Before the Brujah's deterioration (as some would call it), they were a clan of learning and scholarship. Historically, many more men than women had the opportunity to study in the way the Brujah would have appreciated, and so as a simple numbers game, most Brujah Embraced before the Anarch Revolt are likely males. Of course, there are specific times and places where women scholars flourished. In Moorish Spain, women were poets, mathematicians, astronomers, and scholars; in Renaissance Italy an upper class woman was expected to be familiar with the works of the ancients. Even in the Dark Ages, there were isolated nunneries that were beacons of political thought and learning (the Abbess Radegunda, for example, as early as 520). So elder female Brujah are by no means unheard of, but they are a definite minority.

In the modern nights, the Brujah are quite a bit more equal in their bestowal of the Embrace. Their passionate natures mean many of their childer are not consciously chosen. Their commitment to social causes makes them likely to champion the various causes of women -- especially as many women take leadership roles in seeking justice. Of course, there are certain bloodlines of Brujah who retain biases from their mortal lives, and certainly many Brujah look for an aggressive and hostile attitude that is more likely to be found in men than women, so I think that this clan is likely to remain less than 50% female in its modern form.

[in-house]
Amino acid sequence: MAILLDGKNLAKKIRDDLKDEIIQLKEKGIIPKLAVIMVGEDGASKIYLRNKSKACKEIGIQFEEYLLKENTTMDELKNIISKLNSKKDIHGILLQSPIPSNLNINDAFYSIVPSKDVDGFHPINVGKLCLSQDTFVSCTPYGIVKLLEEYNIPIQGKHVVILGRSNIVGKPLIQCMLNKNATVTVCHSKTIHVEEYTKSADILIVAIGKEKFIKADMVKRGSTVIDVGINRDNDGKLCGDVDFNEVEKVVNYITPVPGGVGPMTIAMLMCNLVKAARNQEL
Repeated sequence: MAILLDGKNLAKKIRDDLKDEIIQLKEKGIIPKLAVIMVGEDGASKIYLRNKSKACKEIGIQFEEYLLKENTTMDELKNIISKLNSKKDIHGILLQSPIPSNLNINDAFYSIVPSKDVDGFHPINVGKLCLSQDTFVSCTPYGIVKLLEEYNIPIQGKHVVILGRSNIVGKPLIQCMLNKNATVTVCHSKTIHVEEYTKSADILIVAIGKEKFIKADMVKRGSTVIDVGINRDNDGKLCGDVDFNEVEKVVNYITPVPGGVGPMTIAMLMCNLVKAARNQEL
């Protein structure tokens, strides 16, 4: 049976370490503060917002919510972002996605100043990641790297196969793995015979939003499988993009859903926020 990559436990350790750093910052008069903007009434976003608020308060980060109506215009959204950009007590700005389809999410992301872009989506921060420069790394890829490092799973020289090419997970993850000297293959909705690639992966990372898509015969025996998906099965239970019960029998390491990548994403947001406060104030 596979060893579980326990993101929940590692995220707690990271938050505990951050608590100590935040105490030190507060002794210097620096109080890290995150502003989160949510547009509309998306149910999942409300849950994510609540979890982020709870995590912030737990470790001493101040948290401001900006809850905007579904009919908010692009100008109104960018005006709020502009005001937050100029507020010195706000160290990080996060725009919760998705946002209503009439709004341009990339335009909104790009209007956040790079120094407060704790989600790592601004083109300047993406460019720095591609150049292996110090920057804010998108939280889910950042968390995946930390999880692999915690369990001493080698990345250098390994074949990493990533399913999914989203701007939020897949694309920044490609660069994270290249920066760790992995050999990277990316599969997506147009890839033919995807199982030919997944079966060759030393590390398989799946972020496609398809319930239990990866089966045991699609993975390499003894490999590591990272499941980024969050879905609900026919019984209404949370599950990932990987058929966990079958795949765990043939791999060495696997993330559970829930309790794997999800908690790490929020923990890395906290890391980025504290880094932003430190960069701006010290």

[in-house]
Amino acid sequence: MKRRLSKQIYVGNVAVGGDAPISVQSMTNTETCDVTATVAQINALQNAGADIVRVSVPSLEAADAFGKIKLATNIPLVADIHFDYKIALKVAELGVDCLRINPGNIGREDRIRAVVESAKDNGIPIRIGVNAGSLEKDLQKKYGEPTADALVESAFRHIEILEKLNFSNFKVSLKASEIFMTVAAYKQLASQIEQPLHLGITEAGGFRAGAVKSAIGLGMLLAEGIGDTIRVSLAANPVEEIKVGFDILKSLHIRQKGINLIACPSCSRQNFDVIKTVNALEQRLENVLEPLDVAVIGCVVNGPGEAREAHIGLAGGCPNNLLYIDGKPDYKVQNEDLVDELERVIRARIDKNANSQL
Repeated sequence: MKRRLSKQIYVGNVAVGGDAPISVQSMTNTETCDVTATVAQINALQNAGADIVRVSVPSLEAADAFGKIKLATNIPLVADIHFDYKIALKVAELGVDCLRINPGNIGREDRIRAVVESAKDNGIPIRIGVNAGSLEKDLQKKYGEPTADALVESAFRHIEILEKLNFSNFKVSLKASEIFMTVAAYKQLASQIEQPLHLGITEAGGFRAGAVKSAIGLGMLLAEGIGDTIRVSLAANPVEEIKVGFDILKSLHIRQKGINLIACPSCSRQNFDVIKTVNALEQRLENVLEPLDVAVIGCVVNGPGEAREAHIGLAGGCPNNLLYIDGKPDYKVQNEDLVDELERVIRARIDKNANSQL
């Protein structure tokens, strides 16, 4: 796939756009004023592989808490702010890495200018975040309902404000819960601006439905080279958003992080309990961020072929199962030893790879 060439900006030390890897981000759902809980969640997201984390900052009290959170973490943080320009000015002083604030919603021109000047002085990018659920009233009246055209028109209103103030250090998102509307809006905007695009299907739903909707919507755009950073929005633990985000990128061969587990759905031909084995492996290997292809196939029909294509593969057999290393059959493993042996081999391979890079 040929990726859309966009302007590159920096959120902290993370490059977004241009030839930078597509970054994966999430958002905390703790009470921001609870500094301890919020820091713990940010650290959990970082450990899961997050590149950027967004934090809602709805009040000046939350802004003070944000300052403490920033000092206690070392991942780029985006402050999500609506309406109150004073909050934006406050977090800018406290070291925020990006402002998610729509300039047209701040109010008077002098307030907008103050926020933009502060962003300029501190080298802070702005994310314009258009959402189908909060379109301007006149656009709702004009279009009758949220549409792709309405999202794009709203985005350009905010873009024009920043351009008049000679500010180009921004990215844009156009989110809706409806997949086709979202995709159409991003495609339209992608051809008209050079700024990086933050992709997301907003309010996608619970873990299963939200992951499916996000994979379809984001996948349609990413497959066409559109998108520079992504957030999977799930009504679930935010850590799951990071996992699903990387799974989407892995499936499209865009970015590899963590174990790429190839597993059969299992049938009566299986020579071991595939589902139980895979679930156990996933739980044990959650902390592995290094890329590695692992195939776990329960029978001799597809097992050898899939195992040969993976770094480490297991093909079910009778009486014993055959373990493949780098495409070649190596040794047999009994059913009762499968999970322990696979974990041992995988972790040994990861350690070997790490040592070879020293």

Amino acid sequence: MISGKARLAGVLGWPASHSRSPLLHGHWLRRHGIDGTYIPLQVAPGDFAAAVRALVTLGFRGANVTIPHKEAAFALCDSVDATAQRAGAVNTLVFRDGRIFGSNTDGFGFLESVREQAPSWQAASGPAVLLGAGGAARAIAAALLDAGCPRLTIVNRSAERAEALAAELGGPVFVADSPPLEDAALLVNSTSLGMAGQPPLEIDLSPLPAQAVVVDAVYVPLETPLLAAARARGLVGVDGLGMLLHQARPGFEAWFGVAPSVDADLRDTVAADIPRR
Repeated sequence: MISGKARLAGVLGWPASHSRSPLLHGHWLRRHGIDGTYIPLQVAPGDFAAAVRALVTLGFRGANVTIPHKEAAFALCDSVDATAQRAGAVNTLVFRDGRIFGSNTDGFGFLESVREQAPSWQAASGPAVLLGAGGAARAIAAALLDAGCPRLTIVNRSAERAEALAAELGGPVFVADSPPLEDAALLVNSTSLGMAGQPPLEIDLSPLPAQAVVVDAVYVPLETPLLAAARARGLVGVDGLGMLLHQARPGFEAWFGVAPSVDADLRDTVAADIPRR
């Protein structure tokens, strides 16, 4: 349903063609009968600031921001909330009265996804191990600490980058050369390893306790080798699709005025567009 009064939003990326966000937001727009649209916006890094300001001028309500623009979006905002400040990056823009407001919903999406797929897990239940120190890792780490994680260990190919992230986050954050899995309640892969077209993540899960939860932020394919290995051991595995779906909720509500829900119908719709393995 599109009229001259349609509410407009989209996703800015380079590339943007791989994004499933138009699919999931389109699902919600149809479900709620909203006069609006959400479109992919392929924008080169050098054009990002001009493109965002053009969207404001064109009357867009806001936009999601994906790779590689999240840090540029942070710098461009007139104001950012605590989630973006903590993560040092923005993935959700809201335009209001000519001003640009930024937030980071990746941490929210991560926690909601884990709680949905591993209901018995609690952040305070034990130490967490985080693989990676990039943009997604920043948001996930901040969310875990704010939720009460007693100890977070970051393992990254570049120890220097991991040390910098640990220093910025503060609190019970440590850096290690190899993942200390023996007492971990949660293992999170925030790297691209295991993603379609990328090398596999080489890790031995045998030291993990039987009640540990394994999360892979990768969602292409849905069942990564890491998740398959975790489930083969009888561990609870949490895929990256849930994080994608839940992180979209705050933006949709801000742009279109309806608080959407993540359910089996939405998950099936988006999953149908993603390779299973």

The ancient Malkavian were seers, madmen, oracles, and fools. During the Roman Empire, the Malkavian ruled as the emissaries of the gods and goddesses -- which required both priests and priestesses, of course. Gender was likely relatively evenly split. However, in the Middle Ages, women were given special status as the harbingers of madness or the Devil when they behaved inappropriately. Even as late as the early twentieth century, madness was seen as the special province of women. (Whether it was Freud's analysis of hysteria -- from the same root as womb -- or the labeling of any frustrated women as neurotic.) Naturally there were male fools, jesters and dwarves that entertained the princes and nobles, as well as visionaries and religious sectarians of both sexes, but elder Malkavian are likely somewhat biased toward being female.